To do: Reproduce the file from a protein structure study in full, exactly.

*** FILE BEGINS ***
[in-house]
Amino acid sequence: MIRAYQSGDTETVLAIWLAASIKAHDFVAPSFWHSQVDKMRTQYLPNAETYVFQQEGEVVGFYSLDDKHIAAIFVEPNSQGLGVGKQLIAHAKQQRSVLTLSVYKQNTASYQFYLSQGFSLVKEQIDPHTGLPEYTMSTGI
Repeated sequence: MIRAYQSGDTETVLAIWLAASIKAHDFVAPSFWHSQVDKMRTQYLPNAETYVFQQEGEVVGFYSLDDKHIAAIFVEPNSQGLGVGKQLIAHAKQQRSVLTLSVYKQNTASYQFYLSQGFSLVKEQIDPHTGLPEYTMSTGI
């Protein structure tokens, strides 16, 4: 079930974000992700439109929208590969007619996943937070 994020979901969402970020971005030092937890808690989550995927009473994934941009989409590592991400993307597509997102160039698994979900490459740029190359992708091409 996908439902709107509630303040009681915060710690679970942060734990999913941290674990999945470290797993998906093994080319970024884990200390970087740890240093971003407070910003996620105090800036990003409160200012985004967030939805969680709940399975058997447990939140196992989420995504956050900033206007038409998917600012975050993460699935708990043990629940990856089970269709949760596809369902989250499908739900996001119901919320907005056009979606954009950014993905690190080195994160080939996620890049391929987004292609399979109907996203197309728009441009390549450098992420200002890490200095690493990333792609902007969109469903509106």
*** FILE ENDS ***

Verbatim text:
[in-house]
Amino acid sequence: MIRAYQSGDTETVLAIWLAASIKAHDFVAPSFWHSQVDKMRTQYLPNAETYVFQQEGEVVGFYSLDDKHIAAIFVEPNSQGLGVGKQLIAHAKQQRSVLTLSVYKQNTASYQFYLSQGFSLVKEQIDPHTGLPEYTMSTGI
Repeated sequence: MIRAYQSGDTETVLAIWLAASIKAHDFVAPSFWHSQVDKMRTQYLPNAETYVFQQEGEVVGFYSLDDKHIAAIFVEPNSQGLGVGKQLIAHAKQQRSVLTLSVYKQNTASYQFYLSQGFSLVKEQIDPHTGLPEYTMSTGI
């Protein structure tokens, strides 16, 4: 079930974000992700439109929208590969007619996943937070 994020979901969402970020971005030092937890808690989550995927009473994934941009989409590592991400993307597509997102160039698994979900490459740029190359992708091409 996908439902709107509630303040009681915060710690679970942060734990999913941290674990999945470290797993998906093994080319970024884990200390970087740890240093971003407070910003996620105090800036990003409160200012985004967030939805969680709940399975058997447990939140196992989420995504956050900033206007038409998917600012975050993460699935708990043990629940990856089970269709949760596809369902989250499908739900996001119901919320907005056009979606954009950014993905690190080195994160080939996620890049391929987004292609399979109907996203197309728009441009390549450098992420200002890490200095690493990333792609902007969109469903509106």